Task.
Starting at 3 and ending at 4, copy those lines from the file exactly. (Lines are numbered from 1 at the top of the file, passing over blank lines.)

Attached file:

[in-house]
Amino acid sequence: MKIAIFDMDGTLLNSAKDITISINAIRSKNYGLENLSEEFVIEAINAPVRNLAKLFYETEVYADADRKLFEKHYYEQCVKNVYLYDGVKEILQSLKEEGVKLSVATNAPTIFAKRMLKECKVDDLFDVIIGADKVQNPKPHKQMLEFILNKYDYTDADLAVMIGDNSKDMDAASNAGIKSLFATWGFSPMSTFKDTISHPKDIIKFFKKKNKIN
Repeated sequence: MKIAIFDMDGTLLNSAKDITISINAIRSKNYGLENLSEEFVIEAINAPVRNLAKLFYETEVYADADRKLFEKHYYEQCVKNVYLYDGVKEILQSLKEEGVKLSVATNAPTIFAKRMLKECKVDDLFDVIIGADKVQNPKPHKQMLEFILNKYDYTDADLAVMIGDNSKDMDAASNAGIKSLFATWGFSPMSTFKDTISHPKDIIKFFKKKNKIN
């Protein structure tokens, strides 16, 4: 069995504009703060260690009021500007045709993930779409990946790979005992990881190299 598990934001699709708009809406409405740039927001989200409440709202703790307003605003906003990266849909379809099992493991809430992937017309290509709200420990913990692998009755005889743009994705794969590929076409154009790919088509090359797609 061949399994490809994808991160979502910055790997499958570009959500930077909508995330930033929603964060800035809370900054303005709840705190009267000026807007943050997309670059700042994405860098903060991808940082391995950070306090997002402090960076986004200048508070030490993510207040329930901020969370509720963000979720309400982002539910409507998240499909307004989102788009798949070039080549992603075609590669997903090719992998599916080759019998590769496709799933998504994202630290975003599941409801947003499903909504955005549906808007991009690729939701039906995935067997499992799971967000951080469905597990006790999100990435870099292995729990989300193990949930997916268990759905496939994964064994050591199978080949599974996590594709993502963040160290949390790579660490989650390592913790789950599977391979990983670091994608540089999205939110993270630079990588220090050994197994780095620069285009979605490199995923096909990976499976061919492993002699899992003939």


Repeated sequence: MKIAIFDMDGTLLNSAKDITISINAIRSKNYGLENLSEEFVIEAINAPVRNLAKLFYETEVYADADRKLFEKHYYEQCVKNVYLYDGVKEILQSLKEEGVKLSVATNAPTIFAKRMLKECKVDDLFDVIIGADKVQNPKPHKQMLEFILNKYDYTDADLAVMIGDNSKDMDAASNAGIKSLFATWGFSPMSTFKDTISHPKDIIKFFKKKNKIN
């Protein structure tokens, strides 16, 4: 069995504009703060260690009021500007045709993930779409990946790979005992990881190299 598990934001699709708009809406409405740039927001989200409440709202703790307003605003906003990266849909379809099992493991809430992937017309290509709200420990913990692998009755005889743009994705794969590929076409154009790919088509090359797609 061949399994490809994808991160979502910055790997499958570009959500930077909508995330930033929603964060800035809370900054303005709840705190009267000026807007943050997309670059700042994405860098903060991808940082391995950070306090997002402090960076986004200048508070030490993510207040329930901020969370509720963000979720309400982002539910409507998240499909307004989102788009798949070039080549992603075609590669997903090719992998599916080759019998590769496709799933998504994202630290975003599941409801947003499903909504955005549906808007991009690729939701039906995935067997499992799971967000951080469905597990006790999100990435870099292995729990989300193990949930997916268990759905496939994964064994050591199978080949599974996590594709993502963040160290949390790579660490989650390592913790789950599977391979990983670091994608540089999205939110993270630079990588220090050994197994780095620069285009979605490199995923096909990976499976061919492993002699899992003939």